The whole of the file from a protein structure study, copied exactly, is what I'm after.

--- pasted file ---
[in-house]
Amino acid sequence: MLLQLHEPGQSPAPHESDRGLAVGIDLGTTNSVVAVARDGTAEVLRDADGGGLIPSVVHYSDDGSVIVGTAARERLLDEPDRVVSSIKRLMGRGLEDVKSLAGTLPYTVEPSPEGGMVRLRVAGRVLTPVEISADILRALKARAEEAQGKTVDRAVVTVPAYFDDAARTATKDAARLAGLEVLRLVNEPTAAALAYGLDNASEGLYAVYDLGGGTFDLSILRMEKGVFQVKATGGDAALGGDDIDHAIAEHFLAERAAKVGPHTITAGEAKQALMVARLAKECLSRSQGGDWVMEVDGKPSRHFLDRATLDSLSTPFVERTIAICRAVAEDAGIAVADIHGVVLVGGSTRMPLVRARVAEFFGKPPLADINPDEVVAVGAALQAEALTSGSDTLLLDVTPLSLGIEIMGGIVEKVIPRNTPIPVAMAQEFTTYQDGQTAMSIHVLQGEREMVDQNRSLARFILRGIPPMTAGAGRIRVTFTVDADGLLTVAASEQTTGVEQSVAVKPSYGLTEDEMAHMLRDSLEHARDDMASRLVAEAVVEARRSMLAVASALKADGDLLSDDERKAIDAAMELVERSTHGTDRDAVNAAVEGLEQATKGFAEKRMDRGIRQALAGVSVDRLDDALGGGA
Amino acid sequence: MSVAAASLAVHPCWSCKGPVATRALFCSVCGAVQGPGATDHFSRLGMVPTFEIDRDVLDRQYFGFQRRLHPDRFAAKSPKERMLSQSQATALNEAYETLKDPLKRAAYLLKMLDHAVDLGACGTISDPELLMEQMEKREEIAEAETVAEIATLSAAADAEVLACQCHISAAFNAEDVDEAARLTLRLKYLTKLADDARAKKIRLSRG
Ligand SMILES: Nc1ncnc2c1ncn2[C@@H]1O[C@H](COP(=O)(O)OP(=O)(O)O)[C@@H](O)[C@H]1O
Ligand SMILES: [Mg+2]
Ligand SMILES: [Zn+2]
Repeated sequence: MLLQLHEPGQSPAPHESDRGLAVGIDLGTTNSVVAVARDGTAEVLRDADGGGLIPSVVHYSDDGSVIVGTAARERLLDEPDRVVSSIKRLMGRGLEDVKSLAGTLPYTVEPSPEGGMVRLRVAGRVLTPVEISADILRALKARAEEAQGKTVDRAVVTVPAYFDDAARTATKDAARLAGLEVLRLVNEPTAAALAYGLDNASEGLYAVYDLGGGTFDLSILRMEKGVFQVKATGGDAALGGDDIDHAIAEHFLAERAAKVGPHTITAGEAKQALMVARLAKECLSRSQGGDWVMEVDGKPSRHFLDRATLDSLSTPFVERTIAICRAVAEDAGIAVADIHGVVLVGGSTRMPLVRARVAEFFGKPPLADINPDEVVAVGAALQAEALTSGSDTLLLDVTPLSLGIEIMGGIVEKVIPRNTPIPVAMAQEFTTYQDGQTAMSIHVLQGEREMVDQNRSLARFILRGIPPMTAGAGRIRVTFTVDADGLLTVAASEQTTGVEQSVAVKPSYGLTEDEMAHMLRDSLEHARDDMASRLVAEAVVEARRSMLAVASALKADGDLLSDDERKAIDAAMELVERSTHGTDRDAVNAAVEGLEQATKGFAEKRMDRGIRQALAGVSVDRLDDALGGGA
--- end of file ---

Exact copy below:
[in-house]
Amino acid sequence: MLLQLHEPGQSPAPHESDRGLAVGIDLGTTNSVVAVARDGTAEVLRDADGGGLIPSVVHYSDDGSVIVGTAARERLLDEPDRVVSSIKRLMGRGLEDVKSLAGTLPYTVEPSPEGGMVRLRVAGRVLTPVEISADILRALKARAEEAQGKTVDRAVVTVPAYFDDAARTATKDAARLAGLEVLRLVNEPTAAALAYGLDNASEGLYAVYDLGGGTFDLSILRMEKGVFQVKATGGDAALGGDDIDHAIAEHFLAERAAKVGPHTITAGEAKQALMVARLAKECLSRSQGGDWVMEVDGKPSRHFLDRATLDSLSTPFVERTIAICRAVAEDAGIAVADIHGVVLVGGSTRMPLVRARVAEFFGKPPLADINPDEVVAVGAALQAEALTSGSDTLLLDVTPLSLGIEIMGGIVEKVIPRNTPIPVAMAQEFTTYQDGQTAMSIHVLQGEREMVDQNRSLARFILRGIPPMTAGAGRIRVTFTVDADGLLTVAASEQTTGVEQSVAVKPSYGLTEDEMAHMLRDSLEHARDDMASRLVAEAVVEARRSMLAVASALKADGDLLSDDERKAIDAAMELVERSTHGTDRDAVNAAVEGLEQATKGFAEKRMDRGIRQALAGVSVDRLDDALGGGA
Amino acid sequence: MSVAAASLAVHPCWSCKGPVATRALFCSVCGAVQGPGATDHFSRLGMVPTFEIDRDVLDRQYFGFQRRLHPDRFAAKSPKERMLSQSQATALNEAYETLKDPLKRAAYLLKMLDHAVDLGACGTISDPELLMEQMEKREEIAEAETVAEIATLSAAADAEVLACQCHISAAFNAEDVDEAARLTLRLKYLTKLADDARAKKIRLSRG
Ligand SMILES: Nc1ncnc2c1ncn2[C@@H]1O[C@H](COP(=O)(O)OP(=O)(O)O)[C@@H](O)[C@H]1O
Ligand SMILES: [Mg+2]
Ligand SMILES: [Zn+2]
Repeated sequence: MLLQLHEPGQSPAPHESDRGLAVGIDLGTTNSVVAVARDGTAEVLRDADGGGLIPSVVHYSDDGSVIVGTAARERLLDEPDRVVSSIKRLMGRGLEDVKSLAGTLPYTVEPSPEGGMVRLRVAGRVLTPVEISADILRALKARAEEAQGKTVDRAVVTVPAYFDDAARTATKDAARLAGLEVLRLVNEPTAAALAYGLDNASEGLYAVYDLGGGTFDLSILRMEKGVFQVKATGGDAALGGDDIDHAIAEHFLAERAAKVGPHTITAGEAKQALMVARLAKECLSRSQGGDWVMEVDGKPSRHFLDRATLDSLSTPFVERTIAICRAVAEDAGIAVADIHGVVLVGGSTRMPLVRARVAEFFGKPPLADINPDEVVAVGAALQAEALTSGSDTLLLDVTPLSLGIEIMGGIVEKVIPRNTPIPVAMAQEFTTYQDGQTAMSIHVLQGEREMVDQNRSLARFILRGIPPMTAGAGRIRVTFTVDADGLLTVAASEQTTGVEQSVAVKPSYGLTEDEMAHMLRDSLEHARDDMASRLVAEAVVEARRSMLAVASALKADGDLLSDDERKAIDAAMELVERSTHGTDRDAVNAAVEGLEQATKGFAEKRMDRGIRQALAGVSVDRLDDALGGGA